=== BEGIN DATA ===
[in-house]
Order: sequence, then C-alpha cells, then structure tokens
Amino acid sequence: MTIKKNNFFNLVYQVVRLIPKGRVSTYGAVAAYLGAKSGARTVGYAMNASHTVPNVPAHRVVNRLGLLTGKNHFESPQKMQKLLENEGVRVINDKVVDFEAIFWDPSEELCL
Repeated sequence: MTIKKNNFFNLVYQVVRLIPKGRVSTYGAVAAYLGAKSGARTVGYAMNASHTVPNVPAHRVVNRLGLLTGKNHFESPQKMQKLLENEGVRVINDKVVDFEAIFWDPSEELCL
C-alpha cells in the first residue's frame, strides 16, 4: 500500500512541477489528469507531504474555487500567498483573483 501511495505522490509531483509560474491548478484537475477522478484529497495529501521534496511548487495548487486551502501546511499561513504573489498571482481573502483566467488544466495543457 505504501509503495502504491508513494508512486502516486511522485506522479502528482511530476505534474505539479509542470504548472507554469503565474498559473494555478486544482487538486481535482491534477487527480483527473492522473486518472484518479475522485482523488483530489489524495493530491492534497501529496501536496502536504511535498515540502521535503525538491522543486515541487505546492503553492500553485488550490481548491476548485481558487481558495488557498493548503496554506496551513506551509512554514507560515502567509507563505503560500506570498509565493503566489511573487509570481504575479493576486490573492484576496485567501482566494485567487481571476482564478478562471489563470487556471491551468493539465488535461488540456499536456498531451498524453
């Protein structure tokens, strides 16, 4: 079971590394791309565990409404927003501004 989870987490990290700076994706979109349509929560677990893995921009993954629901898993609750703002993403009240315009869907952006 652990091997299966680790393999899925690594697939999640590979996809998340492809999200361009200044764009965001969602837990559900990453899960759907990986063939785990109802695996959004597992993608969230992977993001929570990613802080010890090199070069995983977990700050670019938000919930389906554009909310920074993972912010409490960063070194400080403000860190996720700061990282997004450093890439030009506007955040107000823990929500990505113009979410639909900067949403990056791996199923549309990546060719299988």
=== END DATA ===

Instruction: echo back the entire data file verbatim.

[in-house]
Order: sequence, then C-alpha cells, then structure tokens
Amino acid sequence: MTIKKNNFFNLVYQVVRLIPKGRVSTYGAVAAYLGAKSGARTVGYAMNASHTVPNVPAHRVVNRLGLLTGKNHFESPQKMQKLLENEGVRVINDKVVDFEAIFWDPSEELCL
Repeated sequence: MTIKKNNFFNLVYQVVRLIPKGRVSTYGAVAAYLGAKSGARTVGYAMNASHTVPNVPAHRVVNRLGLLTGKNHFESPQKMQKLLENEGVRVINDKVVDFEAIFWDPSEELCL
C-alpha cells in the first residue's frame, strides 16, 4: 500500500512541477489528469507531504474555487500567498483573483 501511495505522490509531483509560474491548478484537475477522478484529497495529501521534496511548487495548487486551502501546511499561513504573489498571482481573502483566467488544466495543457 505504501509503495502504491508513494508512486502516486511522485506522479502528482511530476505534474505539479509542470504548472507554469503565474498559473494555478486544482487538486481535482491534477487527480483527473492522473486518472484518479475522485482523488483530489489524495493530491492534497501529496501536496502536504511535498515540502521535503525538491522543486515541487505546492503553492500553485488550490481548491476548485481558487481558495488557498493548503496554506496551513506551509512554514507560515502567509507563505503560500506570498509565493503566489511573487509570481504575479493576486490573492484576496485567501482566494485567487481571476482564478478562471489563470487556471491551468493539465488535461488540456499536456498531451498524453
């Protein structure tokens, strides 16, 4: 079971590394791309565990409404927003501004 989870987490990290700076994706979109349509929560677990893995921009993954629901898993609750703002993403009240315009869907952006 652990091997299966680790393999899925690594697939999640590979996809998340492809999200361009200044764009965001969602837990559900990453899960759907990986063939785990109802695996959004597992993608969230992977993001929570990613802080010890090199070069995983977990700050670019938000919930389906554009909310920074993972912010409490960063070194400080403000860190996720700061990282997004450093890439030009506007955040107000823990929500990505113009979410639909900067949403990056791996199923549309990546060719299988």